Revive


Category Archives: Revive


HIMSS 2014 Recap: What HIT Companies Can Learn From Amazon

Jeff Speer
Senior Vice President, ReviveHealth

On the heels of the forward-looking, landmark Health Affairs issue dedicated to the future promise of telehealth, a 20-year old, non-health care company (Amazon) was a frequent topic at the 2014 HIMSS Conference.

What gives?

In many ways, it’s a step forward that both providers and their technology companies spent so much time talking about Amazon, which was founded in 1994. Both parties, sometimes reluctant and frustrated partners, embraced common strategies that have taken Amazon to greatness and could propel health care forward, including: 

  1. Technology is the means, not the end. Ed Park, COO of athenahealth, said it loud and clear to a packed room of potential customers and, in a separate session on streamlining patient flow, so did Ed Ricks, CIO of Beufort Memorial Hospital and Barbara Bryan, VP at Medhost. So, is your team focused on attestation and dollars tied to meaningful use or improving patient care and experience?
  2. Innovate processes instead of automating broken ones. Conceptually illustrated with the below picture by Ed Ricks, transforming how things are done (not just what they are done with) was emphasized throughout the conference. How, when, and by whom data is captured and care is delivered are some of the elements that probably need to be assessed when bringing on new technology.
  3. Collaborating and competing. In a system as broken and complex as health care, working together, on systemic problems like data sharing and continuity of care, is the shortest (and maybe only) path to the promised land for providers and technology companies, even among direct competitors.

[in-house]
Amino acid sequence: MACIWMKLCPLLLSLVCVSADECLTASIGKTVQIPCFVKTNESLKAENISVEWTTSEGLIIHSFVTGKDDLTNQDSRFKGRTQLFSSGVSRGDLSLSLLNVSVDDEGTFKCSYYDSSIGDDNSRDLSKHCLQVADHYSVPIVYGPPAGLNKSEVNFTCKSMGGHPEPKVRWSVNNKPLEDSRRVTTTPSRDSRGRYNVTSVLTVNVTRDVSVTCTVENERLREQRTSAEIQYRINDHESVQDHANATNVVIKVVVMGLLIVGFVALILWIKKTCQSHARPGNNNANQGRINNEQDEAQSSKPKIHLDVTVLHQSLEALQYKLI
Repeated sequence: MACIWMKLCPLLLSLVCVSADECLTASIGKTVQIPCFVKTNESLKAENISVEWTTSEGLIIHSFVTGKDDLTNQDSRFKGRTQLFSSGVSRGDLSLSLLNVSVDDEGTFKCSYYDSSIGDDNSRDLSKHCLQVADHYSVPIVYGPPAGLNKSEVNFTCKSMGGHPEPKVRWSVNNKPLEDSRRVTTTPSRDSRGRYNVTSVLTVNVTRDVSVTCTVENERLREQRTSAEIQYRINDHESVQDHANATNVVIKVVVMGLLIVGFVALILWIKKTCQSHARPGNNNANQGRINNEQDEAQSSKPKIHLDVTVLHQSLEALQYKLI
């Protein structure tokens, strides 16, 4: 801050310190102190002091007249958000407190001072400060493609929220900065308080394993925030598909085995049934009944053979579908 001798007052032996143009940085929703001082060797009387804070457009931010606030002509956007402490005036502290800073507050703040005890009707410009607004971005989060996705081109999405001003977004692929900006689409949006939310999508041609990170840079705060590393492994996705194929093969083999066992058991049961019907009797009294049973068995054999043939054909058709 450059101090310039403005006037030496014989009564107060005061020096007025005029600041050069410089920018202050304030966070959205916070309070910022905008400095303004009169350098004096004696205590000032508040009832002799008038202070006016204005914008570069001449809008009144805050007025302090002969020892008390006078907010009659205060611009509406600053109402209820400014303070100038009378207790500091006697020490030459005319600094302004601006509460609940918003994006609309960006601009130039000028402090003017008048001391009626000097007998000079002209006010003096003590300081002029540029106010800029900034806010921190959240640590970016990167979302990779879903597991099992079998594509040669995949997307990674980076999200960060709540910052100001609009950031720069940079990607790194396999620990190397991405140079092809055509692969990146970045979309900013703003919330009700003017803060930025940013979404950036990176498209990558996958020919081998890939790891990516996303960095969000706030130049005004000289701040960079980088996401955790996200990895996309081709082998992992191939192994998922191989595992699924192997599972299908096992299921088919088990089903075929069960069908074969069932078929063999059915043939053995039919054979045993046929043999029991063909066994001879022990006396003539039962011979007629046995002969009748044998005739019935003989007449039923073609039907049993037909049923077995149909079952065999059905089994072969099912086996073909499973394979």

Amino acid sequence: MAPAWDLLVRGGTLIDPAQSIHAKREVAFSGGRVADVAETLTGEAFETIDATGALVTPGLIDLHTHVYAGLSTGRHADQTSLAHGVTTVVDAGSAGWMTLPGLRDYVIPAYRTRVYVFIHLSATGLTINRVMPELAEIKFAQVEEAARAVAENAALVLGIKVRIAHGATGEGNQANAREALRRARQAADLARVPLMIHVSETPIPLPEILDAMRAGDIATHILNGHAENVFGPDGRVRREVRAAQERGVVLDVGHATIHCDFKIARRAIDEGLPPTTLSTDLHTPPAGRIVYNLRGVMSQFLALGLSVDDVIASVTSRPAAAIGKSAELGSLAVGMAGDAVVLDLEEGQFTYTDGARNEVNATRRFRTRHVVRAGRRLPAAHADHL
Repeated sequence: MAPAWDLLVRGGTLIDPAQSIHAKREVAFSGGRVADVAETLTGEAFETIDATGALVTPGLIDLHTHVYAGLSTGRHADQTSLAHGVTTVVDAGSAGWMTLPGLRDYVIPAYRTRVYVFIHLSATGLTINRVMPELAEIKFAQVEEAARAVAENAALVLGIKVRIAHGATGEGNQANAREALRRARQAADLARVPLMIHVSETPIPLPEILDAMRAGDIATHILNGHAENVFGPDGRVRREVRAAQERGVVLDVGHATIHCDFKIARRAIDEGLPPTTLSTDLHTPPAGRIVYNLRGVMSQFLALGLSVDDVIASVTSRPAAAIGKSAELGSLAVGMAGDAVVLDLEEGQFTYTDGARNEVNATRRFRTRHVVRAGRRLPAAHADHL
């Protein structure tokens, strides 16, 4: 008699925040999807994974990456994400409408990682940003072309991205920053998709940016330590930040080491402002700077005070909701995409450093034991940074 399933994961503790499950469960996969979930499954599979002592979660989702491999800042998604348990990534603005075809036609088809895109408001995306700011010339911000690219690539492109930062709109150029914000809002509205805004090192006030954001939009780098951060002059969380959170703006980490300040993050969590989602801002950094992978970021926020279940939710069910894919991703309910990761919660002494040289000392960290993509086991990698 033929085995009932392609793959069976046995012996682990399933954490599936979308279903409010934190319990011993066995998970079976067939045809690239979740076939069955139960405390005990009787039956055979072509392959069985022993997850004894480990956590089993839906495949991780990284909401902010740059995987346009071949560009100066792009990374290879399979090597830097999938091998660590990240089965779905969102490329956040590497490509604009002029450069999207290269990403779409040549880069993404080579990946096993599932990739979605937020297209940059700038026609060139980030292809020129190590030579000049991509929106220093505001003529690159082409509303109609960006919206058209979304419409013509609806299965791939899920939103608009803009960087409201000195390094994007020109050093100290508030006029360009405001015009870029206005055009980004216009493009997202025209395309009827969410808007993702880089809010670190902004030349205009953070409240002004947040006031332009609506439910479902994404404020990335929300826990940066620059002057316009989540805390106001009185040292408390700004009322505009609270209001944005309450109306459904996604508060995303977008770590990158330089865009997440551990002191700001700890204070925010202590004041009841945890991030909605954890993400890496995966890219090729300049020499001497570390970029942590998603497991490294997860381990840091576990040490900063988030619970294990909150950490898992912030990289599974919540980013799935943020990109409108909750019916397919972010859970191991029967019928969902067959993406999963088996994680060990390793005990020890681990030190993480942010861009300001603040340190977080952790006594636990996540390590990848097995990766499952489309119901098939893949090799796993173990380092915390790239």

These themes really stemmed from one grand argument: philosophically focusing on the patient, as Amazon does its customers, is an absolute imperative for the health care industry. And there is much to be learned from other industries, which are much further ahead in pleasing the customer than health care is (by a long shot). Edward Marx, SVP and CIO of Texas Health Resources, and his team spend time with companies like 7-Eleven, P&G, and Kimberly Clark as the company strives to move from health care to wellbeing.

Pleasing the customer, whether it’s a patient or a CMIO, is priority number one. Just make sure you quickly communicate your success, internally and externally, in order to reap the full benefits and keep the momentum going. 

HIMSS 2014

Is There REALLY a Single Strategy That Can Fix Health Care?

Shannon McIntyre Hooper
Vice President, ReviveHealth 

In the midst of all the confusion and panic that is the health care industry, it’s rare for me to come across a read that cuts through the noise and makes me say, “Aha!”

But that’s what happened when I got my hands on this Harvard Business Review article entitled, “The Strategy That Will Fix Health Care.” The title alone made me raise my eyebrows and open the first page with some hesitancy and trepidation; I mean, really, could there truly be a simple strategy that can fix this mess we’re in?

The short answer is, perhaps. After reading this piece, I felt more encouraged about where we can take health care than I have in a long time.